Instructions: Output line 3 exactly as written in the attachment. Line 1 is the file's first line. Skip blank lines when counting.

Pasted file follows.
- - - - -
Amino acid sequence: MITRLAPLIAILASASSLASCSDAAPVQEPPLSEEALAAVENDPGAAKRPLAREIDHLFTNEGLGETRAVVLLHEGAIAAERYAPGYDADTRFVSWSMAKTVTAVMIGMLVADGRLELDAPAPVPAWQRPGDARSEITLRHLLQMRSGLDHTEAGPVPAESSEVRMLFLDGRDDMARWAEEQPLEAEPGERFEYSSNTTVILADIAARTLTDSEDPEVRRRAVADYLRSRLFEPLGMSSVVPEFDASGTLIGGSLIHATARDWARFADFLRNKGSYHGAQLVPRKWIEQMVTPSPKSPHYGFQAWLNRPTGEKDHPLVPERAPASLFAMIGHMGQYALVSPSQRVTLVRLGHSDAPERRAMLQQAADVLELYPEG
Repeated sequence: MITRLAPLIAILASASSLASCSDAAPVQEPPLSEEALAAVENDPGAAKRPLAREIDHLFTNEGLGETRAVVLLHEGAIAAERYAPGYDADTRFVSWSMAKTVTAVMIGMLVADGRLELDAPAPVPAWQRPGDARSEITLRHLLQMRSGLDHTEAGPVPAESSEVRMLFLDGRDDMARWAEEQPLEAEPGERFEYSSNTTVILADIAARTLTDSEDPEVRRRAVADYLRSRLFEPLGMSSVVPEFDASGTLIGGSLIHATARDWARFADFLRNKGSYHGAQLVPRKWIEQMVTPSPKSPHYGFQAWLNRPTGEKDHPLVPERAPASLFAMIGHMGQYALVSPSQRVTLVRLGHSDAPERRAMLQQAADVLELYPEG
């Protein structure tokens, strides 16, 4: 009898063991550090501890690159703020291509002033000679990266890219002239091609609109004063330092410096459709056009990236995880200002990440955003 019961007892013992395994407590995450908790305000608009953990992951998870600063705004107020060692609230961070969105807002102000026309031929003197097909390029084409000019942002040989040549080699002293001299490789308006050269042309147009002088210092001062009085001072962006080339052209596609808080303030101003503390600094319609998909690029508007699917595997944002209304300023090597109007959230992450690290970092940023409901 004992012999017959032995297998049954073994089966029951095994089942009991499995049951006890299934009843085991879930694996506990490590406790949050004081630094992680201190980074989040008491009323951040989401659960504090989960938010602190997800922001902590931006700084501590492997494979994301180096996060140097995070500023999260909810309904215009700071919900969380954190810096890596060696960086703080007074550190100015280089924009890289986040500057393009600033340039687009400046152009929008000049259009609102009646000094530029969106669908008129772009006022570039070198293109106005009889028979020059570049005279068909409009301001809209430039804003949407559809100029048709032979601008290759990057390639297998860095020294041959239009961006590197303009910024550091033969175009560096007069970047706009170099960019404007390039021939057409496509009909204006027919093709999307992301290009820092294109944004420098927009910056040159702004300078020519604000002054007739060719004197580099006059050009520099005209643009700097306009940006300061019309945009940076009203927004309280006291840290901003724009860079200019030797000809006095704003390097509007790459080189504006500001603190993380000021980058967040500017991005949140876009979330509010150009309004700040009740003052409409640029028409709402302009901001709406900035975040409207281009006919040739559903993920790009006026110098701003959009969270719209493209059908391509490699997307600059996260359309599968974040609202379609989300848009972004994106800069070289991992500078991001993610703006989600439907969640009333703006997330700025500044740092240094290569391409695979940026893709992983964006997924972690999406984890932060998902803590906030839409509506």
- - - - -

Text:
């Protein structure tokens, strides 16, 4: 009898063991550090501890690159703020291509002033000679990266890219002239091609609109004063330092410096459709056009990236995880200002990440955003 019961007892013992395994407590995450908790305000608009953990992951998870600063705004107020060692609230961070969105807002102000026309031929003197097909390029084409000019942002040989040549080699002293001299490789308006050269042309147009002088210092001062009085001072962006080339052209596609808080303030101003503390600094319609998909690029508007699917595997944002209304300023090597109007959230992450690290970092940023409901 004992012999017959032995297998049954073994089966029951095994089942009991499995049951006890299934009843085991879930694996506990490590406790949050004081630094992680201190980074989040008491009323951040989401659960504090989960938010602190997800922001902590931006700084501590492997494979994301180096996060140097995070500023999260909810309904215009700071919900969380954190810096890596060696960086703080007074550190100015280089924009890289986040500057393009600033340039687009400046152009929008000049259009609102009646000094530029969106669908008129772009006022570039070198293109106005009889028979020059570049005279068909409009301001809209430039804003949407559809100029048709032979601008290759990057390639297998860095020294041959239009961006590197303009910024550091033969175009560096007069970047706009170099960019404007390039021939057409496509009909204006027919093709999307992301290009820092294109944004420098927009910056040159702004300078020519604000002054007739060719004197580099006059050009520099005209643009700097306009940006300061019309945009940076009203927004309280006291840290901003724009860079200019030797000809006095704003390097509007790459080189504006500001603190993380000021980058967040500017991005949140876009979330509010150009309004700040009740003052409409640029028409709402302009901001709406900035975040409207281009006919040739559903993920790009006026110098701003959009969270719209493209059908391509490699997307600059996260359309599968974040609202379609989300848009972004994106800069070289991992500078991001993610703006989600439907969640009333703006997330700025500044740092240094290569391409695979940026893709992983964006997924972690999406984890932060998902803590906030839409509506």